M.R. Mirzaee
doi: 10.4454/JPP.V97I1.033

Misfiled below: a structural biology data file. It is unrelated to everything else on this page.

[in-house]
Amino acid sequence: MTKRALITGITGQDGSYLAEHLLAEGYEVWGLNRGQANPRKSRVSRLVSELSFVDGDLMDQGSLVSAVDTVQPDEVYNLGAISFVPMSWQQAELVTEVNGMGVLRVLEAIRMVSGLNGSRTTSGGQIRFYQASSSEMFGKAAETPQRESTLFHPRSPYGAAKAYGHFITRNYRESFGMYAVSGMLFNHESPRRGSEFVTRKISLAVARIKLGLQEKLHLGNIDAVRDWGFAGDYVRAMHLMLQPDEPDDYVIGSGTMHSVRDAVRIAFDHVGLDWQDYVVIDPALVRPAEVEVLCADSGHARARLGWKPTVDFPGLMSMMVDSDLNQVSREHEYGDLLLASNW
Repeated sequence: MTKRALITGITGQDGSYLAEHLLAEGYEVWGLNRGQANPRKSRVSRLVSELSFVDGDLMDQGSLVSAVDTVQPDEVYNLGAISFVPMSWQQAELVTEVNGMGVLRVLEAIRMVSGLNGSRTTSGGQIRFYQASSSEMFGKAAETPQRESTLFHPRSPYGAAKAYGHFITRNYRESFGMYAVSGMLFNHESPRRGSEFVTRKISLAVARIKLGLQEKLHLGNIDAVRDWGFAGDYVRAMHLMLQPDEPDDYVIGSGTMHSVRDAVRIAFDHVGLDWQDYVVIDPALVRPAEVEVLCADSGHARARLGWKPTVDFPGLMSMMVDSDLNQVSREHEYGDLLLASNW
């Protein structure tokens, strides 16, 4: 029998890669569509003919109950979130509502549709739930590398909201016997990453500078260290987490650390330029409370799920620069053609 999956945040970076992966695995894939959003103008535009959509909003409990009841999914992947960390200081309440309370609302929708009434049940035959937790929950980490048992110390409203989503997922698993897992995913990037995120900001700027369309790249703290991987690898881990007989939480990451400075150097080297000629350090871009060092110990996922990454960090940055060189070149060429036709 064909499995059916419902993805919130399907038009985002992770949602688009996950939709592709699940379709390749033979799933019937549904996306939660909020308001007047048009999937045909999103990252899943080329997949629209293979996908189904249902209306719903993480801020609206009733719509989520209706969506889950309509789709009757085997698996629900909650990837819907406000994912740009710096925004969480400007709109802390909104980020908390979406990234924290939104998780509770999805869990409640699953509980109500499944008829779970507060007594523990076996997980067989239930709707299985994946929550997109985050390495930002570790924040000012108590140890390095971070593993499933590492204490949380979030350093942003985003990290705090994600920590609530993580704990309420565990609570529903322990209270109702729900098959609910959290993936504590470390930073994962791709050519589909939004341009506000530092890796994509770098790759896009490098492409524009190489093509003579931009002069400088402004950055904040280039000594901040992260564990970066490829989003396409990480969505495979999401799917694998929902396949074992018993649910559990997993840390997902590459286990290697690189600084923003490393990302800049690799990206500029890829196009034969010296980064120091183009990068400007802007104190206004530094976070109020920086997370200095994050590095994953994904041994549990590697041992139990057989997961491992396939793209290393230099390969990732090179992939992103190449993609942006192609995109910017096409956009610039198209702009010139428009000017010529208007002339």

Citrus bacterial canker is one of the most destructive diseases of citrus in southern Iran. During 2000-2001 and 2005-2006, this disease became endemic showing a reduced severity. This was mainly due to the unfavorable climatic conditions, i.e. low rainfall during the previous years in particular. Control measures included pruning of symptomatic shoots and the use of copper sprays. In Rudan (Hormuzgan province), citrus pustules are usually observed on the lower leaf surface alongside the galleries caused by Phyllocnistis citrella. Bacteria were isolated from these pustules and identified as Xanthomonas citri pv. citri A (Xac) based on biochemical and physiological characteristics (Gram and oxidase reactions, nitrate reduction, urease, hydrolysis of aesculin, casein, gelatin, starch, Tween, sodium chloride tolerance, litmus milk, H2S generation from cysteine and phosphatase, xanthomonadin production, carbohydrate utilization); differential phenotypic features such as bacterial mass colour on Ayer medium containing L-proline, utilization of glycogen, maltose, dextrin, starch (Mohammadi et al., 2001); broad pathogenicity range on inoculated hosts including Mexican lime, unshu tangerine, sour orange, grapefruit and sweet orange. Larval leafminer damage results in elevated incidence and severity of citrus bacterial canker disease (Belasque et al., 2005). Since Ph. citrella is potentially capable of disseminating Xac, thus facilitating canker infection, it is suggested that controlling this pest may result in preventing Xac outbreaks in citrus groves. The association of bacterial canker pustules with leafminer tunnels has previously been reported from North Yemen and India (Cook, 1988; Belasque et al., 2005) but not in Iran, this constituting the first record.